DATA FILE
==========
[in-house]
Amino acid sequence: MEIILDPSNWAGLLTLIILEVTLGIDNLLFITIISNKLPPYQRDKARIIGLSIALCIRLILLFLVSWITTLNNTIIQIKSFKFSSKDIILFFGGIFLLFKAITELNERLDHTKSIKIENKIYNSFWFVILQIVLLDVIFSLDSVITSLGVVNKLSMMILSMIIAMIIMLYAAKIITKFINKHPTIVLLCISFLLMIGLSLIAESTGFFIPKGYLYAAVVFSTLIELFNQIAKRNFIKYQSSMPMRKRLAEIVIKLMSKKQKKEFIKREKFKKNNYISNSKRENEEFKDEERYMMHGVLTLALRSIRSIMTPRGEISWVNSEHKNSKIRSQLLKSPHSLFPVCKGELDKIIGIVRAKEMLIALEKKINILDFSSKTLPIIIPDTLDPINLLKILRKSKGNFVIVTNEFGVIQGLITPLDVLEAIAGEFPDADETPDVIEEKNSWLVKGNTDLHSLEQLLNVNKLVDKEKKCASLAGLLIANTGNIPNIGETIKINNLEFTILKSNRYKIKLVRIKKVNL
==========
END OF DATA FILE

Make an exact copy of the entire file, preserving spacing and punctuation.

[in-house]
Amino acid sequence: MEIILDPSNWAGLLTLIILEVTLGIDNLLFITIISNKLPPYQRDKARIIGLSIALCIRLILLFLVSWITTLNNTIIQIKSFKFSSKDIILFFGGIFLLFKAITELNERLDHTKSIKIENKIYNSFWFVILQIVLLDVIFSLDSVITSLGVVNKLSMMILSMIIAMIIMLYAAKIITKFINKHPTIVLLCISFLLMIGLSLIAESTGFFIPKGYLYAAVVFSTLIELFNQIAKRNFIKYQSSMPMRKRLAEIVIKLMSKKQKKEFIKREKFKKNNYISNSKRENEEFKDEERYMMHGVLTLALRSIRSIMTPRGEISWVNSEHKNSKIRSQLLKSPHSLFPVCKGELDKIIGIVRAKEMLIALEKKINILDFSSKTLPIIIPDTLDPINLLKILRKSKGNFVIVTNEFGVIQGLITPLDVLEAIAGEFPDADETPDVIEEKNSWLVKGNTDLHSLEQLLNVNKLVDKEKKCASLAGLLIANTGNIPNIGETIKINNLEFTILKSNRYKIKLVRIKKVNL